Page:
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to them. and the national association. said the community. was not given the impetus the in the most minute let me get a feel good. shot and now it's a one on one. in my name and here are the. reason for doing this study and the reason it's. most controversial and still important is that it demonstrates the power of social situations and playing roles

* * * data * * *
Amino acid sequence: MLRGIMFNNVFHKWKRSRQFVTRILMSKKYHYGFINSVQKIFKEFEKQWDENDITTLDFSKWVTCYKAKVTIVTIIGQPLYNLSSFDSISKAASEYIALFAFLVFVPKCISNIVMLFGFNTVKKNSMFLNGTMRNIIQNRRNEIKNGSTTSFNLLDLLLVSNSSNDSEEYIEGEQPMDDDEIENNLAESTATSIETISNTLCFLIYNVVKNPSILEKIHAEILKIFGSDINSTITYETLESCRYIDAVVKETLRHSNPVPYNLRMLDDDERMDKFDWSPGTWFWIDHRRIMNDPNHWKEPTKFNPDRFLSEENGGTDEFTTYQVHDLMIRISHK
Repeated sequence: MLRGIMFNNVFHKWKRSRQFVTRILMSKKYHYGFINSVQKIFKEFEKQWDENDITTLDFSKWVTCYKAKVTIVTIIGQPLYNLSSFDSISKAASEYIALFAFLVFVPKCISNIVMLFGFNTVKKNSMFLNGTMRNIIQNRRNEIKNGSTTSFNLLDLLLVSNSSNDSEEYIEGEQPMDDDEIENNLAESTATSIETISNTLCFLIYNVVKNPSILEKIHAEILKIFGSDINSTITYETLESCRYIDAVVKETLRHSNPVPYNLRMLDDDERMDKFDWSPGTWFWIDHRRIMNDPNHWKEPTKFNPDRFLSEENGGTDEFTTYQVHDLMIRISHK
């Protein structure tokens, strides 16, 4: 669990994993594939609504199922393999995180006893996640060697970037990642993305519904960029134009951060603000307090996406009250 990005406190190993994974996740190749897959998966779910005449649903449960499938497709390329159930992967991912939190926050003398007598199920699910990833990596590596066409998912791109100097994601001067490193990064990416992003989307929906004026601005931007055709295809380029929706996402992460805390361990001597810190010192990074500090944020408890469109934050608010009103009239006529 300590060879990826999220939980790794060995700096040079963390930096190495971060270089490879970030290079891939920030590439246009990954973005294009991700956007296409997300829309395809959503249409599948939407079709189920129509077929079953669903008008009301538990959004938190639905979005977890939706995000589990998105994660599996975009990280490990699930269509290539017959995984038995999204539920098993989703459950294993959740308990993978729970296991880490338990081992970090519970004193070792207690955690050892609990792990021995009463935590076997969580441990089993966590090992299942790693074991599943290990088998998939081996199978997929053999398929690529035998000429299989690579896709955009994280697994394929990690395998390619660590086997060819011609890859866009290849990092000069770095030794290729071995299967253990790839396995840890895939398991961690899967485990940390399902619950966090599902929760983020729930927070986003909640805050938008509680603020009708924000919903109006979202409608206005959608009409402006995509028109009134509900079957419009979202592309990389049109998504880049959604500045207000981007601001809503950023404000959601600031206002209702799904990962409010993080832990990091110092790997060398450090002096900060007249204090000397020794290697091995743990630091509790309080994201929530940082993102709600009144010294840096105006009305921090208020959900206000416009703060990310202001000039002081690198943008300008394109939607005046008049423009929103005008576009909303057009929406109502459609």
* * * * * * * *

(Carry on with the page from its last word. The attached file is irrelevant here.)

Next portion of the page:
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that can lead. good ordinary people to do really bad things. the head of ukraine's parliamentary health committee admits mishandling the coded response while prime minister boris johnson reveals that the country will need to vaccinate all over again in the. german. extends its long to march amid fears that new. while the government admits it was too slow in its response to the 2nd wave of the pandemic. china b.b.c. world news accusing the t.v. channel of false reporting on muslims a week after british regulations that provoked a chinese networks.